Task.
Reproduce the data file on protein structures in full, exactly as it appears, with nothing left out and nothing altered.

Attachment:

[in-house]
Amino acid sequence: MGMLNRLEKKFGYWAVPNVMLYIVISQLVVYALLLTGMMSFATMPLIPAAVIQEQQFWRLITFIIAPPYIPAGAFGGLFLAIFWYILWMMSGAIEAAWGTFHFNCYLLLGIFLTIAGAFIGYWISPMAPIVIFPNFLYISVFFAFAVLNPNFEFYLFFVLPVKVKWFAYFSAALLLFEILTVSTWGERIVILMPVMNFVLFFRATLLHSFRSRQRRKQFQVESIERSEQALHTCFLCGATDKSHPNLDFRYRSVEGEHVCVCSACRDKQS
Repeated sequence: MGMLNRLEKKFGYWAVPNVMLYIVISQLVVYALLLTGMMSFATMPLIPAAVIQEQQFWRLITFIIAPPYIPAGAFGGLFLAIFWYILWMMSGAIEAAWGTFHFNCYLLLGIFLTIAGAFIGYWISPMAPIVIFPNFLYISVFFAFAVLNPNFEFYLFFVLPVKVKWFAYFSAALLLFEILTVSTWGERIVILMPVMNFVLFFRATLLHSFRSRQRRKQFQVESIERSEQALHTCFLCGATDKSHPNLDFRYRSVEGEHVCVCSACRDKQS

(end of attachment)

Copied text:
[in-house]
Amino acid sequence: MGMLNRLEKKFGYWAVPNVMLYIVISQLVVYALLLTGMMSFATMPLIPAAVIQEQQFWRLITFIIAPPYIPAGAFGGLFLAIFWYILWMMSGAIEAAWGTFHFNCYLLLGIFLTIAGAFIGYWISPMAPIVIFPNFLYISVFFAFAVLNPNFEFYLFFVLPVKVKWFAYFSAALLLFEILTVSTWGERIVILMPVMNFVLFFRATLLHSFRSRQRRKQFQVESIERSEQALHTCFLCGATDKSHPNLDFRYRSVEGEHVCVCSACRDKQS
Repeated sequence: MGMLNRLEKKFGYWAVPNVMLYIVISQLVVYALLLTGMMSFATMPLIPAAVIQEQQFWRLITFIIAPPYIPAGAFGGLFLAIFWYILWMMSGAIEAAWGTFHFNCYLLLGIFLTIAGAFIGYWISPMAPIVIFPNFLYISVFFAFAVLNPNFEFYLFFVLPVKVKWFAYFSAALLLFEILTVSTWGERIVILMPVMNFVLFFRATLLHSFRSRQRRKQFQVESIERSEQALHTCFLCGATDKSHPNLDFRYRSVEGEHVCVCSACRDKQS